Why are my cucumbers bitter?

I had a decent cucumber crop this year, but most of them have had a strong bitter taste on the stem side of the cucumber. If I cut away abut 1/3 of the length of the cucumber, the rest is usually very good. What makes them bitter?
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My cukes have been bitter when they/ve exhibited slow growth due to dry weather and/or inconsistent soil moisture.
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TQ wrote:

That's right, it's caused by stress. Fast growth on healthy plants will keep bitterness to a minimum. Of course there are several varieties that have been bred to eliminate bitterness. I like to grow "sweet success". It seems to be bitter free and quite seedless even if they get too big.
Steve
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Watering - water must be simmilar temperature as the enviroment where they grow - no way cold water. Periods of watering try to be aprrox. equal. That's the most. Cukes love water - air humidity and ground.
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male flowers should be pulled off to prevent pollination of the females, hence modern varieties bred to produce only female flowers.
Steve
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BFan wrote:

For what it's worth, my grandmother used to attribute this to over-handling/stepping on/etc. the vines and leaves, which seems in keeping with the stress explanation.
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Pick some when they are about half the size of the ones you see in a grocery store. If they taste alright, you are probably leaving them on the vine to long.
--
J.C.



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That is absolutely wrong, size doesn't determine bitterness.
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I tried picking them small and large, it made no difference. The water supply is steady in the garden. Although we had a very dry summer, I do have a sprinkler system, so the ground stayed consistently moist.

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Sounds like you/re doing everything right. What variety did you plant?

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BFan wrote:

Soil pH and mineral content does affect taste, though I never noticed it with cucumbers. Which soil type and pH do you have? I usually correct my acid soil with wood ash for selected vegetables, such as tomatoes, lettuce, greens and cabbage.
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Perhaps I didn't make myself clear. I did not mean the size makes them bitter, I meant that they have stayed on the vine too long, or the plant is just too dang old.. Here, this is from Texas A&M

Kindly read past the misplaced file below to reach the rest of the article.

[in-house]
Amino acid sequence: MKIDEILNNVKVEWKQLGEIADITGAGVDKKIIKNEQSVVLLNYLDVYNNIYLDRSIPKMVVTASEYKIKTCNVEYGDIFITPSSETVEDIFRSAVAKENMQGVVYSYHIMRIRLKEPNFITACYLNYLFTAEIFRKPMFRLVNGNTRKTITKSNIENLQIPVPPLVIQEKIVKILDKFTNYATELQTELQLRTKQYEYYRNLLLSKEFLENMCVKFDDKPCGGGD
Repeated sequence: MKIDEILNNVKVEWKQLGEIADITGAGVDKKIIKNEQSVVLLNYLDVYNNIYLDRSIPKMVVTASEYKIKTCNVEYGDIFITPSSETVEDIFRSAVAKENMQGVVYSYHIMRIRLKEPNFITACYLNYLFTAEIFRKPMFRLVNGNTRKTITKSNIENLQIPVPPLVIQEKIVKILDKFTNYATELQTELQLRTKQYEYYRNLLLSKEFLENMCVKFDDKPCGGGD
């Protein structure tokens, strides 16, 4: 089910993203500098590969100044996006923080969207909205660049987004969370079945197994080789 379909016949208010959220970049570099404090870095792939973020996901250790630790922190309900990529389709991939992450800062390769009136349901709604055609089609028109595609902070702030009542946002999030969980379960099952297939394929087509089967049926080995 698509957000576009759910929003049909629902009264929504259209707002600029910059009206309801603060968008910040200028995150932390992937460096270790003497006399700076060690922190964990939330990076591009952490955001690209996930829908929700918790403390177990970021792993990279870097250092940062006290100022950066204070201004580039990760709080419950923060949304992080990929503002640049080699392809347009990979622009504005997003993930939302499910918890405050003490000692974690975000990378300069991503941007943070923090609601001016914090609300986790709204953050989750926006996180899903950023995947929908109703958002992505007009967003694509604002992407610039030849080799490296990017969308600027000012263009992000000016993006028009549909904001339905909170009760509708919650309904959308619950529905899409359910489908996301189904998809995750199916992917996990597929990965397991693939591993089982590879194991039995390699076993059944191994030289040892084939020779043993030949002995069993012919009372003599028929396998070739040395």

5. Q. What causes my cucumbers to become bitter tasting?
A. Any stress on a cucumber plant such as high temperatures, low moisture, low fertility or foliage disease can contribute bitterness. Bitterness is usually associated with fruit harvested late in the season from unhealthy, poor-yielding plants. Once a plant produces bitter fruit, remove it from the garden because all subsequent fruit will be affected in a similar manner.
--
J.C.





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The temperature is always high. Do they really mean that?
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Texas A&M wrote:

As if one can tell which cucumber came from which plant.
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TQ Texas A&M wrote:
5. Q. What causes my cucumbers to become bitter tasting?
A. [snip] Once a plant produces bitter fruit, remove it from the garden because all subsequent fruit will be affected in a simila manner.
As if one can tell which cucumber came from which plant.
hope this might answer a few of your questions and help u as well. http://tinyurl.com/h3a8v good luck ;), sockiecat
-- sockiescat
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I repeat from the last posts - don't use cold water, water temperature simmilar to enviromental temperature where it grows, leave water in some pots nearby cukes, it will be enough and use it in the evening - when sun goes down ( sunset). And always enough water, when they lack water also they could be bitter.
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